Hierarchical organization is the simplest structure for visualizing and understanding complexity.
Increasing the visibility of the hierarchical relationships within a system is one of the most effective ways to increase knowledge about the system. Examples of visible hierarchies are book outlines, multi-level software menus, and classification diagrams. Perception of hierarchical relationships among elements is primarily a function of their relative left-right and top-down positions, but is also influenced by their proximity, size, and the presence of connecting lines. Superordinate elements are commonly referred to as parent elements, and subordinate elements as child elements. There are three basic ways to visually represent hierarchy: trees, nests, and stairs. id="footnote113a"> class="nounder totri-footnote" href="https://www.safaribooksonline.com/library/view/universal-principles-of/9781592535873/xhtml/ch55_fn.html#footnote113">1
Tree structures illustrate hierarchical relationships by locating child elements below or to the right of parent elements, or through the use of other strategies indicating hierarchy (e.g., size, connecting lines). Tree structures are effective for representing hierarchies of moderate complexity, but can become cumbersome for large or complex hierarchies. Tree structures grow large quickly, and become tangled when multiple parents share common child elements. Tree structures are commonly used to represent overviews or high-level maps of system organization.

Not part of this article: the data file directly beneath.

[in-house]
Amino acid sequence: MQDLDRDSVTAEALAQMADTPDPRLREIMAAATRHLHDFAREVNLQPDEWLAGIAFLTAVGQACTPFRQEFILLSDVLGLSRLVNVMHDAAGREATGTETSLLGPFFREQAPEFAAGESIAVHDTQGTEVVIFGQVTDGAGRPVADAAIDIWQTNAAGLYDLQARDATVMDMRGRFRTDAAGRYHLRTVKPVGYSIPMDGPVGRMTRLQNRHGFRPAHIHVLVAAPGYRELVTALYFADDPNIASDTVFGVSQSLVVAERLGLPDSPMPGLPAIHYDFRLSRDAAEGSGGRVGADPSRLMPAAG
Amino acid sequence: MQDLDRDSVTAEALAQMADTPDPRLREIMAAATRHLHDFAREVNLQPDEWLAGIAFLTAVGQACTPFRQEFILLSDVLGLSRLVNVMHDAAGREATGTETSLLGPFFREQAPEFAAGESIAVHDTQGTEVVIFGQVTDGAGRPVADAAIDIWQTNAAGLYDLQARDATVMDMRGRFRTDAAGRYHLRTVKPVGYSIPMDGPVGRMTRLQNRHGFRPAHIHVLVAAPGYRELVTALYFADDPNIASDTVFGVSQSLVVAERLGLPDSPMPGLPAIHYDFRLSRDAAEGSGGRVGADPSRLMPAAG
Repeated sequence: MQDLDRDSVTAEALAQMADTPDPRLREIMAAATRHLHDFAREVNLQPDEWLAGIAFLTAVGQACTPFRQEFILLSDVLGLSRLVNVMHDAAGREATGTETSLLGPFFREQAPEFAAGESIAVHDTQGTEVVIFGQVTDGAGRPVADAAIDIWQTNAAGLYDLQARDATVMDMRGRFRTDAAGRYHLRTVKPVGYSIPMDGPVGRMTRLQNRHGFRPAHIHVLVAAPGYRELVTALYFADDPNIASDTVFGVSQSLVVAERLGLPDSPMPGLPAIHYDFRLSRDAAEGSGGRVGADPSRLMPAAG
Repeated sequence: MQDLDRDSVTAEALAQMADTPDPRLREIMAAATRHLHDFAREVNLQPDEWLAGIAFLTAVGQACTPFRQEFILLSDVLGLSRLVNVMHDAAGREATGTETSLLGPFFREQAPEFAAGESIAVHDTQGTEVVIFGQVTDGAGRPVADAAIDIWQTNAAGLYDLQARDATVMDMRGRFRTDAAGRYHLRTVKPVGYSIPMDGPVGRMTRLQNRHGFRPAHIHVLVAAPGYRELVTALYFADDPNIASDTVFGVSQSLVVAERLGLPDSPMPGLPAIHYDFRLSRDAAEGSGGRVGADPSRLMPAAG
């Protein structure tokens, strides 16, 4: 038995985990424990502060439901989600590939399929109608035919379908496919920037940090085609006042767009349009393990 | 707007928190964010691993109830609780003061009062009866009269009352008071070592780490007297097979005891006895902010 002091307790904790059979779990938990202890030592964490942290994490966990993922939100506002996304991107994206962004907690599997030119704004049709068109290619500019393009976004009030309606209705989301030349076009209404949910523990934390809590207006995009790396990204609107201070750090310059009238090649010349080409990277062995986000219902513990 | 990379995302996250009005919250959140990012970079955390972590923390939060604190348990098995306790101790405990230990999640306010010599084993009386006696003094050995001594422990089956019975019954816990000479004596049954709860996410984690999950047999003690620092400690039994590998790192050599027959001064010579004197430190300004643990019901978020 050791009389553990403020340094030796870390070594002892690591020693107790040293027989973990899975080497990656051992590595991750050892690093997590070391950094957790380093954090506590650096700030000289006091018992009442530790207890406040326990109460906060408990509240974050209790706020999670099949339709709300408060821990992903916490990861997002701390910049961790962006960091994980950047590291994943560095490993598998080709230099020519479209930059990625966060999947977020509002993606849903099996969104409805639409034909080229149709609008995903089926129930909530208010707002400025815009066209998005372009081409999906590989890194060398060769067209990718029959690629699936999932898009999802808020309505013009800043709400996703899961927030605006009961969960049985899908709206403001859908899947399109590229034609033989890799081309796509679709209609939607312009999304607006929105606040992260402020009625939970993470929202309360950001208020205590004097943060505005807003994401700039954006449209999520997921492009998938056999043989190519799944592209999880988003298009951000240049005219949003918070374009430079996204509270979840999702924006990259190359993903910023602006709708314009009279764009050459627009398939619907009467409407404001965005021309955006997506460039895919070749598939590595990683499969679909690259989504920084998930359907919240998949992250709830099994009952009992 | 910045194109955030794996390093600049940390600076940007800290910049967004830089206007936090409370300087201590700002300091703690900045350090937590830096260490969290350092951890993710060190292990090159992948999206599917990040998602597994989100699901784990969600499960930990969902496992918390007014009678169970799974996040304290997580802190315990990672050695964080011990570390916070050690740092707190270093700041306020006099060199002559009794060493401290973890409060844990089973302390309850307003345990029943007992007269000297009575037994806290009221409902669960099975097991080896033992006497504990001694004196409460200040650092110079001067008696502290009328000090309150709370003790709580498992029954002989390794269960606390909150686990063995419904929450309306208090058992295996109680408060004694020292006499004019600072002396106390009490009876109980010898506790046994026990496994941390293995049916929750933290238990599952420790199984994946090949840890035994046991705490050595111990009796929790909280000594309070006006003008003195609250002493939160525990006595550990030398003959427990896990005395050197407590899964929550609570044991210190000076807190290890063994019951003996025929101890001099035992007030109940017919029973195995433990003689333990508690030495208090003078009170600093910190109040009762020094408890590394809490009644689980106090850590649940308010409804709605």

Nest structures illustrate hierarchical relationships by visually containing child elements within parent elements, as in a Venn diagram. Nest structures are most effective when representing simple hierarchies. When the relationships between the different levels of the hierarchy become too dense and complex to be clearly distinguishable, nest structures become less effective. Nest structures are most commonly used to group information and functions, and to represent simple logical relationships.
Stair structures illustrate hierarchical relationships by stacking child elements below and to the right of parent elements, as in an outline. Stair structures are effective for representing complex hierarchies, but are not easily browsed, and falsely imply a sequential relationship between the stacked child elements. Interactive stair structures found in software often deal with the former problem by concealing child elements until a parent element is selected. Stair structures are commonly used to represent large system structures that change over time. id="footnote114a"> class="nounder totri-footnote" href="https://www.safaribooksonline.com/library/view/universal-principles-of/9781592535873/xhtml/ch55_fn.html#footnote114">2
Hierarchical representation is the simplest method of increasing knowledge about the structure of a system. Consider tree structures when representing high-level views of hierarchies of moderate complexity. Consider nest structures when representing natural systems, simple hierarchical relationships, and grouped information or functions. Consider stair structures when representing complex hierarchies, especially if the volatility and growth of the system represented is unpredictable. Explore ways to selectively reveal and conceal the complexity of hierarchical structures to maximize their clarity and effectiveness. id="footnote115a"> class="nounder totri-footnote" href="https://www.safaribooksonline.com/library/view/universal-principles-of/9781592535873/xhtml/ch55_fn.html#footnote115">3
See also Advance Organizer, Alignment, Five Hat Racks, Layering, and Proximity.
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